Mev Dinc?
Mev Dinc fights off someone who bought Gerry the Germ.
Toad face
Mev Dinc (Vivid Image)
Mev's a fairly quiet guy at the best of times and, when you consider his chequered past, it's hardly surprising. Mev's list of flops spans back to the awful days of Electric Dreams' dreadful licences, and Mev concedes that he was responsible for the adaptation of Anglia TV's Knightmare, and - he paused for a while here before blurting it out - Big Trouble In Little China. Of them all, the last entry was particularly abhorrent, but not as bad as another Dinc Stink - Firebird's Gerry The Germ. 'Sorry,' offers Mev apologetically. But the damage is done.
Toady Rating:

Special FX's Red Heat
Oh well, at least Special FX don't pretend Red Heat was any good.
Paul Finnegan (Special FX)
'I think our worst ever game was Red Heat. We had the basic idea, but the short time which we had to write it meant that, by the time we realised it, it wasn't much cop and it was too late to start again,' says Paul. Also, long-term FX programmer Johnathan Smith has a rather odd and reclusive little cupboard-bound skeleton by the name of Pud Pud. This odd little number never made it to a commercial release, but still managed to appear on telly, alongside a very younq Gary Bracey and a certain Mr. Finnegan. Oh well, at least they've made up for it with The Untouchables and Batman: The Caped Crusader.
Toady Rating:

Tony Crowther
Before teaming up with Captain Planet, our Tony became reknowned for knocking out games in a matter of weeks - the trouble was it was always the same game! Starting with Loco for Alligata, Tony consequently rewrote the game and changed the graphics for both Quicksilva and Gremlin in the forms of Black Thunder and Suicide Express. To tell the truth, these three were quite good, but on the dire front (not the dire rear) a special mention goes to another Alligata 'classic'. Trap was a rather neat shoot 'em up which was marred by its repetitive gameplay. However, it was hoped that the 'hidden' demo within the game would make up for its lack of gameplay. Fat Chance.
Toady Rating:

Ian Oliver (Real Time)
Real Time Games created the first ever filled 3D shoot 'em up, 3D Star Strike II (a sequel to their brilliant Star Wars clone) before writing the essential programmers' tool, Snasm. Toad face
But this impressive past is clouded by a rather nasty shoot 'em up. 'After Star Strike II, we were contracted by Ariolasoft to write Starfox for the 8-bits,' says the Real Time supremo. And the story that follows makes MacBeth seem like an episode of The Good Life. 'Their basic design was lacking to say the least,' he continues. 'They wanted a massive game crammed into the Spectrum and Amstrad, and by the time we were nearing completion we had so little memory we were using every available character for graphics!' Even worse, by the time they finally completed the work, Ariolasoft went bust.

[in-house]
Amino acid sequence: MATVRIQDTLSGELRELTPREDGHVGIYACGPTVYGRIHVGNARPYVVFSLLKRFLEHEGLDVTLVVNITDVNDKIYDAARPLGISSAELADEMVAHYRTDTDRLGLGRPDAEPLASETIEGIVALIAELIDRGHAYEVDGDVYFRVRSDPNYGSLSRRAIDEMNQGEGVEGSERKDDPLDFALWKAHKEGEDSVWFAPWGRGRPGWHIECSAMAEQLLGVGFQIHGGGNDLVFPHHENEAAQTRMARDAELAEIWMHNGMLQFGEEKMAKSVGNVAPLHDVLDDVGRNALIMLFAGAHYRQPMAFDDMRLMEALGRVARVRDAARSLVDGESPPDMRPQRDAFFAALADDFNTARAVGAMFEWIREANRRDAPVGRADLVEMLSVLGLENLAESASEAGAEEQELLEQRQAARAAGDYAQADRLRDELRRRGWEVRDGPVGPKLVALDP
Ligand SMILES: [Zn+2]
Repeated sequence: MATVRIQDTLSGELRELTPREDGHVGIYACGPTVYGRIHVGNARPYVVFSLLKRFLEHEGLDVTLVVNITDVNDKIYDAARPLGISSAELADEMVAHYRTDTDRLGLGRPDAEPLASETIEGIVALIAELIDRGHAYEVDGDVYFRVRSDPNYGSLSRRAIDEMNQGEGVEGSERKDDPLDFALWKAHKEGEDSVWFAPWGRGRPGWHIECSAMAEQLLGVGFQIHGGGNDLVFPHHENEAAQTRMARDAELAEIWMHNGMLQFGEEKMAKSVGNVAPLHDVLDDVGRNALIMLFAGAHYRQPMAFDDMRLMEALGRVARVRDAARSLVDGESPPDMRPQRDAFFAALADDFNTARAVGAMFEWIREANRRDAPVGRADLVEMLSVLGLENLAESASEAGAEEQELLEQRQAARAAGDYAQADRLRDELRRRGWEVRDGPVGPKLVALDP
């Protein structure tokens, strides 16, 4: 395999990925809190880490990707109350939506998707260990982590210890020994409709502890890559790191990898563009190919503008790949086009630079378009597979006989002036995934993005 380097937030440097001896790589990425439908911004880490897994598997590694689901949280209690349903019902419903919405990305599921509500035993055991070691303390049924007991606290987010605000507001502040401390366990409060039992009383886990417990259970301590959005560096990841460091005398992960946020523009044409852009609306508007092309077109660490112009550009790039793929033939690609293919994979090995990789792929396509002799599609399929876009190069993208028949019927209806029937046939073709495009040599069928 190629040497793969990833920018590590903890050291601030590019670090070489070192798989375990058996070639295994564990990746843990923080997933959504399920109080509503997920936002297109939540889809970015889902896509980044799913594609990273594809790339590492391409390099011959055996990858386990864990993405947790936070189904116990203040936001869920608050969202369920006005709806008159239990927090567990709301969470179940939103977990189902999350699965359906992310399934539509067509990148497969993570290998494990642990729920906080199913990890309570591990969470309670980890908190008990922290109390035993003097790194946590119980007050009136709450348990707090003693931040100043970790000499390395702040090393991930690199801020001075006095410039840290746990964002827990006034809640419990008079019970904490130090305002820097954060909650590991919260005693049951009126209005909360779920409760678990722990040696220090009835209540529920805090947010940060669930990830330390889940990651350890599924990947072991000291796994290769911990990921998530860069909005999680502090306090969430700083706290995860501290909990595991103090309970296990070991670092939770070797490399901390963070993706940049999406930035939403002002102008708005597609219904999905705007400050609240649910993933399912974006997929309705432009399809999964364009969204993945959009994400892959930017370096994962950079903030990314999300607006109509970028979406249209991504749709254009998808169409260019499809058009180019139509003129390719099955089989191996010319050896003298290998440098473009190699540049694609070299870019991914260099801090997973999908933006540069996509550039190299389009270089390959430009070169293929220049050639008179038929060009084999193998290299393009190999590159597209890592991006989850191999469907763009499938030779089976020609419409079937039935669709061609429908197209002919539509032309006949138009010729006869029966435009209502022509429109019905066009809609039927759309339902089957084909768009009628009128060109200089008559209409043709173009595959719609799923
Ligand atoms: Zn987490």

Toady Rating:

Jon Hare (Sensible Software)
Jovial Jops was one of the men behind System 3's Twister- Mother Of Harlots, a game which was attacked for its sexist content and title. When System 3 announced it at the PC Show, they promoted the game with a bevy of scantily-clad bimbettes who left nothing to the imagination. A crowd soon appeared to survey their charms (although the game was mostly ignored!), and mothers at the back were urging their kids to go and have a look at whatever was at the front, only to wonder why they came back with their eyes popping out of their tiny heads. The game was promptly re-titled Mother Of Charlotte(!) to appease the protestors, but still failed dismally. In addition, Jon, along with Sensi partner Chris Yates, also own up to such atrocities as Bug Byte's imaginatively-named Sodov The Sorcerer, Firebird's Oh No (an apt name if ever I've heard one), and ODE's RMS Titanic and the original TP sprite for Domark's Trivial Pursuit (which was scrapped because its nose was too big! ).
Toady Rating:

Shaun Southern (Magnetic Fields)
With a quartet of successful race games behind him and the impressive-looking Turbo Challenge II under development, Shaun's past is littered with C16 and C64 games - none of which, to be honest, are particularly bad. Toad face
'I wrote a game called Super Snake Simulator for Alternative, and the only reason we added "Simulator" was so that it sold more copies!' he admits. Following that, Shaun then beavered away on a series of obscure arcade games such as Hero Of The Golden Talisman (which nicked Impossible Mission's main sprite) and a James Bond-style epic, called Operation Fireball, which was far from epic. However, if you go way, way back, Shaun's name can be linked with a bog-awful shoot-'em up called Ad Infinitum, which boasted thousands of levels. The trouble was that only the sprites changed from screen to screen.
Toady Rating:

Well, that's the ceremony over with. Runners-up include Jez San for his ancient Skyline Attack, the guys at Walking Circles for their yonks old Design Design games (which were brilliant for the most part, with the exception of It's The Wooluf - a sheep herding game, based on the Hanna Barbera cartoon of the same name!). Also, Archer 'IK+' Maclean once wrote a program displaying how an oil rig works, whilst Bitmap Brother, Steve Kelly, started his illustrious career with a karate game for Eidersoft. Winners every one of them...

CU Amiga July 1991, pp.66-68